I almost had to force myself to go back to work on the G&D. For a long time there'd been an empty patch of ground that I hadn't decided how to utilize. Then it came to me: a forgotten little graveyard. Somehow it seemed suitably "Allen-esque."
The choice wasn't a conscious "statement" on how I was feeling at the time, or an omen of what I was contemplating next. But, as it happened, the graveyard scene was the last thing I did on the layout. Not long afterward, I destroyed the G&D; the image above was the last one ever taken, captured on the morning of 20 May 2012, a little over a year since I'd begun the project.
The layout had done its job: it entertained me and educated me, and through my blog it did the same for countless others. But there was more to it than a project that had simply run its course; I'd become quite disenchanted with Z Scale. It wasn't the modeling challenges presented by the scale; that's what I'd sought in the first place, and I tackled them with great enthusiasm. No, it was what went on behind the scenes: the business culture was alarmingly toxic, a fact I learned firsthand having become a manufacturer.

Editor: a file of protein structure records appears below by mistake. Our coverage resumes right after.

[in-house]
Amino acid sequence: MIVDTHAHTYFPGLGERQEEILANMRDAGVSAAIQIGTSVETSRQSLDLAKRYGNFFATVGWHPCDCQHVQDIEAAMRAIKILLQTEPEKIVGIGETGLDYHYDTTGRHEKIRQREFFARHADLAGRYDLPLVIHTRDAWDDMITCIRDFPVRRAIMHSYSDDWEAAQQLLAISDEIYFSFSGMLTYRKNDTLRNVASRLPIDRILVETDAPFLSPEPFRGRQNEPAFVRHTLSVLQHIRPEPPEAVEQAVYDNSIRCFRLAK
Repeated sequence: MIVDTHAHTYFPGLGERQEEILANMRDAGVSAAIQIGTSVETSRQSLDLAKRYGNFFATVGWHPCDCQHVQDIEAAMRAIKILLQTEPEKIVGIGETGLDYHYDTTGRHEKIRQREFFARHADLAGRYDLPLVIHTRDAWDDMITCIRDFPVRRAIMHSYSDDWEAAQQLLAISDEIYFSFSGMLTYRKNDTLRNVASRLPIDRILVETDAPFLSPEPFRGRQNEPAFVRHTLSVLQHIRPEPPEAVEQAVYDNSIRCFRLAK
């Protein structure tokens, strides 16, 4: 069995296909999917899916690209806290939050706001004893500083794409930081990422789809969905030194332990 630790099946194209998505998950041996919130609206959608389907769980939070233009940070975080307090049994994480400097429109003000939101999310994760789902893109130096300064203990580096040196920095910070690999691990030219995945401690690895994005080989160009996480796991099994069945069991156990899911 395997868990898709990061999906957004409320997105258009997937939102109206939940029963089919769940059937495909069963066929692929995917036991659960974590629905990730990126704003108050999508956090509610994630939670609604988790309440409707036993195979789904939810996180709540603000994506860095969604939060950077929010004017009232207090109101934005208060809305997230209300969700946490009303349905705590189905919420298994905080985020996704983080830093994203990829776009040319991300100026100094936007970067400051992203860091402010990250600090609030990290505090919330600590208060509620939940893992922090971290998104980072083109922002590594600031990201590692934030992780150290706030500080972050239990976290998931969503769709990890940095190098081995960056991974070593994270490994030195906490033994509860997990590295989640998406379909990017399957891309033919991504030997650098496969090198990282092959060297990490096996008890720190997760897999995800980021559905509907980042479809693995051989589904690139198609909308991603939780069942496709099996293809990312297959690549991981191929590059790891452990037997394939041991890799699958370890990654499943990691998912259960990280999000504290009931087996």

I needed to utterly divorce myself from the entire world of Z Scale, even though I'd become friends with some of the other modelers. It simply wasn't worth it for me to have my soul eaten by my competitors. Indeed, I didn't really even want to have competitors per se; I sought collaborators. For me, there was much more to be gained by working with one another, rather than against. But given the prevailing mentality, that would have been impossible. So I got out.
It's sad, really; as I review the photos of the Gorre and Daphetid, I feel a twinge of loss and regret. But it doesn't matter any more: between various diseases and old age, I've lost quite a lot of my modeling abilities. Anyway, I'd documented the hell out of it, taking over 1,800 photos and writing scores of blog posts. And so I've bid Z Scale farewell, for all time. Some of it, at least, had been fun.
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